Corporations often display rational human behaviour, and thank heaven for that. When humans find themselves mired in boring, unpleasant or unhealthy activities, their instinct is to do something about it. They find new jobs or new spouses. The work hard to get a raise. They go to the gym.
So it is with forestry companies in general and paper companies in particular. They are sick of losing money. They have lost money for years. When a paper company CEO fell in the woods, did he make a sound? No one cared, because the value destroyers deserved to fall in the woods, face first, breaking a femur or two on the way down (or so investors hoped).
Newsprint and printing-paper makers Abitibi-Consolidated and Bowater rank among the sorriest examples of stock market deadwood of all time. That time may be over. Their CEOs -- finally, belatedly -- have concluded that making money is more desirable than not making money, and that companies either earn their cost of capital or disappear. Their merger will create $250-million (U.S.) in annual synergies. All other factors being equal, the new AbitibiBowater will see pro-forma EBITDA (earnings before interest, taxes, depreciation and amortization) go from $876-million to $1.13-billion. Operating profit will rise by almost 150 per cent to $421-million. You have to wonder why the two firms didn't get together a long time ago.
Companies merge all the time. Some of the most productive mergers occur in distressed industries. Synergies, which is the polite term for cost cutting, is only one of the drivers. The other is pricing power -- a polite term for squeezing the customer. It's a simple concept. Fewer competitors mean less price competition. Eliminate enough competition and the buyers' market is replaced by the sellers' market. Profit margins expand, investors smile. Customers might scream and run to the antitrust regulators, who may come to the rescue. Generally they don't.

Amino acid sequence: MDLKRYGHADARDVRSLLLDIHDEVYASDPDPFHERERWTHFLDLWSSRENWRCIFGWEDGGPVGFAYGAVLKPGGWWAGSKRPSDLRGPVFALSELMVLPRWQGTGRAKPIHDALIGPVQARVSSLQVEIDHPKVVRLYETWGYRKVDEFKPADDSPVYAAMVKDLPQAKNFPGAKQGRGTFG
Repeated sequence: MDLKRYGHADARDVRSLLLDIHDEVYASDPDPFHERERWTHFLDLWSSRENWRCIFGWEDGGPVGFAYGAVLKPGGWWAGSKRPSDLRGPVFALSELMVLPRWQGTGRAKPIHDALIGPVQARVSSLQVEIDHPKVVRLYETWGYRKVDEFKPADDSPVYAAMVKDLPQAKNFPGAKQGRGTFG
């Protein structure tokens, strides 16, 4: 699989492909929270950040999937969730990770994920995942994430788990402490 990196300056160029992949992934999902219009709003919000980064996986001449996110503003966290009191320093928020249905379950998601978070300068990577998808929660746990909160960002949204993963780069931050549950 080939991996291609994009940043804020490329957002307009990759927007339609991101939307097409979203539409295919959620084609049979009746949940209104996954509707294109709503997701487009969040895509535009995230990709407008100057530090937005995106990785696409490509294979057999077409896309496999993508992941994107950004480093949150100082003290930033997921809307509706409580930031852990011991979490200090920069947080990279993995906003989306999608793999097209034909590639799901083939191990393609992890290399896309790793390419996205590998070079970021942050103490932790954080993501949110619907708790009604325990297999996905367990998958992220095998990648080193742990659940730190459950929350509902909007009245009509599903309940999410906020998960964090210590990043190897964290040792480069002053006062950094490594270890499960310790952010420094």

Steel is the perfect example. North American steel companies went through hell a few years ago. Half the industry went into bankruptcy protection or was liquidated. Many of the survivors merged with rivals or were sold (Mittal bought Dofasco, for example). The survivors were able to force customers to accept higher prices and steel firms went from stock market duds to stars. Analysts now mention "steel" and "cartel" in the same sentence, as a BMO Nesbitt Burns report did last month.
Consolidation and pricing power have worked miracles in the airline industry, too. The healthiest airlines in decades are emerging from the post-9/11 shakeout. If you don't believe that, book a flight on Air Canada. It's hard to find an empty seat.
John Weaver, the Abitibi CEO who is to become AbitibiBowater's executive chairman, and David Paterson, the Bowater boss set to be CEO, yesterday steered well clear of potential market control questions. "Pricing power -- you really can't talk about that," Mr. Weaver said.
They can't, but there is no doubt it's coming. Abitibi alone has eliminated 1.6 million tonnes of annual newsprint-making capacity in North America in the past five years. Industry-wide, the figure is 2.3 million tonnes. Last year Domtar, which is merging with Weyerhaeuser's fine paper business, reduced its Canadian paper capacity by 36 per cent. In the U.S., Bowater and International Paper have cut back capacity, too. They had to shrink to stay alive. Falling newsprint demand and rising energy prices clobbered the industry. The tales of woe were worse in Canada, thanks to the flight of the C-buck.
Product prices, as a result, have improved even if North American demand hasn't (newsprint consumption is more buoyant in Europe and Asia). Production capacity and demand are at long last coming into balance. In 2002, when newsprint makers were on the verge of ruin, the operating rate of the North American mills was 89 per cent. It's now 95 per cent. Now add consolidation into the picture. AbitibiBowater will own 55 per cent or more of North American newsprint capacity. That will put the company in a powerful negotiating position with customers and suppliers. There's more good news. The Canadian dollar and energy prices are well off their peaks.
For the first time in years, the stars are aligning for the paper makers. Profits and share prices are on the move. Abitibi's newsprint operations made $40-million in the third quarter, up from $9-million a year earlier. Bowater and Abitibi shares each rose more than 20 per cent yesterday.
A lot could still go wrong, of course. The dollar and energy prices could reverse course. Newsprint demand could plummet. But this is no time to bet against the industry again.
It's had enough pain and wants to make money.
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